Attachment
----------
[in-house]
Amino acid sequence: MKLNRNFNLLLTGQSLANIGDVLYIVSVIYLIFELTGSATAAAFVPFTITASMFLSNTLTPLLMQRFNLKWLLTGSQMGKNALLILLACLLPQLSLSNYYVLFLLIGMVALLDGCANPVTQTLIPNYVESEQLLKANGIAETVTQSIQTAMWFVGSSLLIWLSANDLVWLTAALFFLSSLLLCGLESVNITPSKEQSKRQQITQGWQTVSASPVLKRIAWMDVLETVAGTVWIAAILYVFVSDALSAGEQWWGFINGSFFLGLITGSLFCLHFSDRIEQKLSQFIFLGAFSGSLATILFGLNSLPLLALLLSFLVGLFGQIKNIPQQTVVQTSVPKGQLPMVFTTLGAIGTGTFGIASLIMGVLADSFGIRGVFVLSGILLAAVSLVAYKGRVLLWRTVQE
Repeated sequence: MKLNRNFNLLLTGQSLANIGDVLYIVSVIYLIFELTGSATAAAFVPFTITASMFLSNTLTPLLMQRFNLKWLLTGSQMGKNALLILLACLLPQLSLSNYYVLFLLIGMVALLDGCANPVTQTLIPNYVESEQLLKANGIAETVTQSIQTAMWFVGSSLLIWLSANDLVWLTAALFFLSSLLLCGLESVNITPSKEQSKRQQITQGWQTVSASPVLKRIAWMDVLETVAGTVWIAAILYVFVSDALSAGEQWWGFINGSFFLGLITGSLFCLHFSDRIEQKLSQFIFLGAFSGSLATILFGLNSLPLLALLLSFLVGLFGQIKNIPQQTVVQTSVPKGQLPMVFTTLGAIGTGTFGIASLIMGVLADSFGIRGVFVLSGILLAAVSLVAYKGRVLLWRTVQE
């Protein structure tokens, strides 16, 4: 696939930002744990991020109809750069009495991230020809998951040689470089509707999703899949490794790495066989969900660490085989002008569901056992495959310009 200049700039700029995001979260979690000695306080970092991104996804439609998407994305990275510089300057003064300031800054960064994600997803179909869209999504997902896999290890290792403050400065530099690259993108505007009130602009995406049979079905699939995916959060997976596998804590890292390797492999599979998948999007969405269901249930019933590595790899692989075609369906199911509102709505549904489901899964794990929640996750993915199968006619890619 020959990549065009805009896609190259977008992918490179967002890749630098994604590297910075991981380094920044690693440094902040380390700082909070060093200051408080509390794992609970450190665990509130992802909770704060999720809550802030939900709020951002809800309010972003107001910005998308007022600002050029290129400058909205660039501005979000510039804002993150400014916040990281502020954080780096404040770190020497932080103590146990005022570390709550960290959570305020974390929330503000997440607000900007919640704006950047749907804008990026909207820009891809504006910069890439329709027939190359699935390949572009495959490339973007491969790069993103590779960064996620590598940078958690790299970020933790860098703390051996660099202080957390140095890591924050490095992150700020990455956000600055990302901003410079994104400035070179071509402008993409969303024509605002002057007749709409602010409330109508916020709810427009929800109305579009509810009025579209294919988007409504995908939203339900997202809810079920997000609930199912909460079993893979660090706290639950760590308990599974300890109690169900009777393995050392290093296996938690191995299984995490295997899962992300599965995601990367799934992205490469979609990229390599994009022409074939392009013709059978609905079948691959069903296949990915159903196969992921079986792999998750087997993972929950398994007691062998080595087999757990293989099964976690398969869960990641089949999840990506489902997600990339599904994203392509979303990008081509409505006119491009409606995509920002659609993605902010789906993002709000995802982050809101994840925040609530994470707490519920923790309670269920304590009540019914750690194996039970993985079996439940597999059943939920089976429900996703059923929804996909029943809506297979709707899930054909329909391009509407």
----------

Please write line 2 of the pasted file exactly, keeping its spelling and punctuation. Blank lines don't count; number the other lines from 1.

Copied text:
Amino acid sequence: MKLNRNFNLLLTGQSLANIGDVLYIVSVIYLIFELTGSATAAAFVPFTITASMFLSNTLTPLLMQRFNLKWLLTGSQMGKNALLILLACLLPQLSLSNYYVLFLLIGMVALLDGCANPVTQTLIPNYVESEQLLKANGIAETVTQSIQTAMWFVGSSLLIWLSANDLVWLTAALFFLSSLLLCGLESVNITPSKEQSKRQQITQGWQTVSASPVLKRIAWMDVLETVAGTVWIAAILYVFVSDALSAGEQWWGFINGSFFLGLITGSLFCLHFSDRIEQKLSQFIFLGAFSGSLATILFGLNSLPLLALLLSFLVGLFGQIKNIPQQTVVQTSVPKGQLPMVFTTLGAIGTGTFGIASLIMGVLADSFGIRGVFVLSGILLAAVSLVAYKGRVLLWRTVQE